Operation Jubilee, in August 1942, in which 6,100 men participated, including 5,000 Canadians, was a “catastrophe”, particularly dramatic for the FMR, who were “decimated”. Of the 584 soldiers of the regiment who left England, only 125 returned.

All this did not help the “promotion of voluntary enlistment” in Quebec , continues the historian. But the bloody offensive, which aimed in particular to “test amphibious assault techniques, in addition to seizing intelligence and equipment”, made it possible to draw certain lessons for D-Day, carried out two years later.

Unsung Hero

The courage of Gérard Doré earned him a commemorative monument at the entrance to the cemetery where he rests, in France. A street in a small town in Calvados also bears his name. But in his native region, this “hero” is “not yet super recognized,” admits Maxime Lamontagne, general director of the Domaine-du-Roy Historical Society, in Roberval.

The youngest Ally to die in Normandy was a Quebecer

Photo: Gérard Doré Soldier Fund The grave of Gérard Doré at the Bretteville-sur-Laize military cemetery, in Normandy, in 1992

For several years, the archive center has been paying tribute to the soldier and trying to “make him known a little more” through exhibitions. “It’s part of our mission to make known the regional history of the area, but also the great people. »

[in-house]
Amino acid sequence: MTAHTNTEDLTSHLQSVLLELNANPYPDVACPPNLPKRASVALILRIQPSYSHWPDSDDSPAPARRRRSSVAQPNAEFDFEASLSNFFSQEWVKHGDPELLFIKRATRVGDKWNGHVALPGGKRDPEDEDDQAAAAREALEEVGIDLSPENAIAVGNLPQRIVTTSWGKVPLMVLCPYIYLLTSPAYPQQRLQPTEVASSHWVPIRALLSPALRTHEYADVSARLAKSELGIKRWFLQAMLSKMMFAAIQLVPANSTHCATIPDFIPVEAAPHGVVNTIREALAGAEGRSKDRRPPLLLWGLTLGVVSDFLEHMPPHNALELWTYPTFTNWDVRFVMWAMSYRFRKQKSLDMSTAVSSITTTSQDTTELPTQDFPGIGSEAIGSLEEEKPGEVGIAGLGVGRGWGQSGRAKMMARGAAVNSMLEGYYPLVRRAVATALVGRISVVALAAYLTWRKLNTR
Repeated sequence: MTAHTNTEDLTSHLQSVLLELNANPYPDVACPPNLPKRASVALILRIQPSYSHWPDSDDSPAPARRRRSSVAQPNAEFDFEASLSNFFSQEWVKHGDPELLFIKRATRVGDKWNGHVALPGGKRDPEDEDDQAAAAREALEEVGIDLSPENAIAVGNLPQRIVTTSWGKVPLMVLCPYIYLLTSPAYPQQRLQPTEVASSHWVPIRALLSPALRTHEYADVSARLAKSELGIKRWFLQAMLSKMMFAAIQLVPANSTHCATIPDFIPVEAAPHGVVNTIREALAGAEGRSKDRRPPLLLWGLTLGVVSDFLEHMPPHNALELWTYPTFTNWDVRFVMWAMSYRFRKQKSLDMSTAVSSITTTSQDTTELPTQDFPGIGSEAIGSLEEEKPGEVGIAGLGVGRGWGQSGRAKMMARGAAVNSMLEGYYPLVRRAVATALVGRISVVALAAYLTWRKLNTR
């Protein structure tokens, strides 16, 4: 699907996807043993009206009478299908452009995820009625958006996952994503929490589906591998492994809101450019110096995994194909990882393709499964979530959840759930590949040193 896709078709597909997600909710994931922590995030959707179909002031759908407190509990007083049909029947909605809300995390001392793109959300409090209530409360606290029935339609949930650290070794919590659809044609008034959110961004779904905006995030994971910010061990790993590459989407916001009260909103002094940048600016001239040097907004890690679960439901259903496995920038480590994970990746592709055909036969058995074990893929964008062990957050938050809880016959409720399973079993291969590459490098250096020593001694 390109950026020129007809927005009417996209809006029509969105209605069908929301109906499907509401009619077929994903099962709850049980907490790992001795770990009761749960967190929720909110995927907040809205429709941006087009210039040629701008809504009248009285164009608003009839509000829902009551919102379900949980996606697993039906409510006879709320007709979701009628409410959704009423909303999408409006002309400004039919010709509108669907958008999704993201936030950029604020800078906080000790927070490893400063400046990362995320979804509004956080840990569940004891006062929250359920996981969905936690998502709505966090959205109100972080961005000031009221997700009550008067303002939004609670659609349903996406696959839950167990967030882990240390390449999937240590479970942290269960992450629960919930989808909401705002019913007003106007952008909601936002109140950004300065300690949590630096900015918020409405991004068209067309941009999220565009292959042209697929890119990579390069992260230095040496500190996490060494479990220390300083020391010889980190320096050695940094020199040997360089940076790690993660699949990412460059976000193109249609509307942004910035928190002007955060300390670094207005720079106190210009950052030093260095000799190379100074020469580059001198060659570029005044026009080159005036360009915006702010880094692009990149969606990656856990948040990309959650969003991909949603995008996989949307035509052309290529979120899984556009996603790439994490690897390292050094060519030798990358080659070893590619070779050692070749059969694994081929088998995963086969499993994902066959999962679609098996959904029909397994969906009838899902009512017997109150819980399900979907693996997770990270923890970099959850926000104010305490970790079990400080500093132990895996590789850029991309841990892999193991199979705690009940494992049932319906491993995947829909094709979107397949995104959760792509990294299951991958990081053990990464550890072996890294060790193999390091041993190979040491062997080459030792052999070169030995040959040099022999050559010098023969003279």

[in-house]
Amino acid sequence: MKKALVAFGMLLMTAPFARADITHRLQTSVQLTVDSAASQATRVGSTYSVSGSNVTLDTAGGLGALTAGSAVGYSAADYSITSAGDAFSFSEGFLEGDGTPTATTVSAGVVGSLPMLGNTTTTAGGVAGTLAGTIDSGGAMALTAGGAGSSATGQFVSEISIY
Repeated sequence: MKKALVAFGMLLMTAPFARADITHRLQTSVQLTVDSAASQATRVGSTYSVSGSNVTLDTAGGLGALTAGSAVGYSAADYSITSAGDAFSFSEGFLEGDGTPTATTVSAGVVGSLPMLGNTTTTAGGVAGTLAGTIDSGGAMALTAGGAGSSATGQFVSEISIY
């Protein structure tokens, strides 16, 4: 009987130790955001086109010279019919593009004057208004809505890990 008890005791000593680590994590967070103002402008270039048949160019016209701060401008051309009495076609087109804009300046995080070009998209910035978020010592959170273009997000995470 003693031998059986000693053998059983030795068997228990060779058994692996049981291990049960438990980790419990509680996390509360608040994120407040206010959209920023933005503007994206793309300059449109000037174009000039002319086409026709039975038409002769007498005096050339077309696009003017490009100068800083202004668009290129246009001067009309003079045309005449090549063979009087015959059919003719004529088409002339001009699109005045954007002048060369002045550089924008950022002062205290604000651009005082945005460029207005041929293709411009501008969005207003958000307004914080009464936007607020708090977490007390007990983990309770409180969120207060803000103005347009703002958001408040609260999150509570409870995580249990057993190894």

“There are very, very few sources in Quebec that will talk about this soldier and the French-Canadian contribution to the world wars,” confirms Mr. Smith. He also mentions Gérard Doré in his recent work Des Québécois en Normandie, which aims to give the participation of Quebecers “the echo it deserves.”

Because military history “is perhaps a little less followed or fashionable [in Quebec] than in English Canada,” says the author. “For French Canadians, war is usually synonymous with a loss of collective freedom,” he explains, referring in particular to the “trauma of the Conquest” and the “First World War, during which French Canadians felt like they were being used as cannon fodder.”

But the “feats of arms of the French Canadian military”, previously passed “in silence”, have gained visibility over the last thirty years, according to Mr. Smith. Many veterans, having come to terms with their trauma, have “opened up to their grandchildren, as if there was a kind of will that, despite everything, we do not forget what is happening.” had passed.”

“The duty to remember, especially with the disappearance of the last witnesses, is increasingly a collective responsibility. »

This report is supported by the Local Journalism Initiative, funded by the Government of Canada.

Teilor Stone

By Teilor Stone

Teilor Stone has been a reporter on the news desk since 2013. Before that she wrote about young adolescence and family dynamics for Styles and was the legal affairs correspondent for the Metro desk. Before joining Thesaxon , Teilor Stone worked as a staff writer at the Village Voice and a freelancer for Newsday, The Wall Street Journal, GQ and Mirabella. To get in touch, contact me through my teilor@nizhtimes.com 1-800-268-7116